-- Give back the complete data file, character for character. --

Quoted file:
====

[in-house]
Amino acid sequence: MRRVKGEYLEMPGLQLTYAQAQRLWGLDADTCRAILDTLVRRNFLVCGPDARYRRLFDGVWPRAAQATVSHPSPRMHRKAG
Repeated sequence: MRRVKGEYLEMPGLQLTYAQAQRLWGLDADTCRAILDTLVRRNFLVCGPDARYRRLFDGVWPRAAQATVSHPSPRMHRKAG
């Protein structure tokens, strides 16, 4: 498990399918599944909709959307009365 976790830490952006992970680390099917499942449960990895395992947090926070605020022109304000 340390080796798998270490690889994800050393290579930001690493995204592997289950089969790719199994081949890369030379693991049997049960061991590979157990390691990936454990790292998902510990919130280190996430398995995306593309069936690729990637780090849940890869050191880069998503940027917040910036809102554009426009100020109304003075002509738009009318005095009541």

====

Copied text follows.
[in-house]
Amino acid sequence: MRRVKGEYLEMPGLQLTYAQAQRLWGLDADTCRAILDTLVRRNFLVCGPDARYRRLFDGVWPRAAQATVSHPSPRMHRKAG
Repeated sequence: MRRVKGEYLEMPGLQLTYAQAQRLWGLDADTCRAILDTLVRRNFLVCGPDARYRRLFDGVWPRAAQATVSHPSPRMHRKAG
């Protein structure tokens, strides 16, 4: 498990399918599944909709959307009365 976790830490952006992970680390099917499942449960990895395992947090926070605020022109304000 340390080796798998270490690889994800050393290579930001690493995204592997289950089969790719199994081949890369030379693991049997049960061991590979157990390691990936454990790292998902510990919130280190996430398995995306593309069936690729990637780090849940890869050191880069998503940027917040910036809102554009426009100020109304003075002509738009009318005095009541």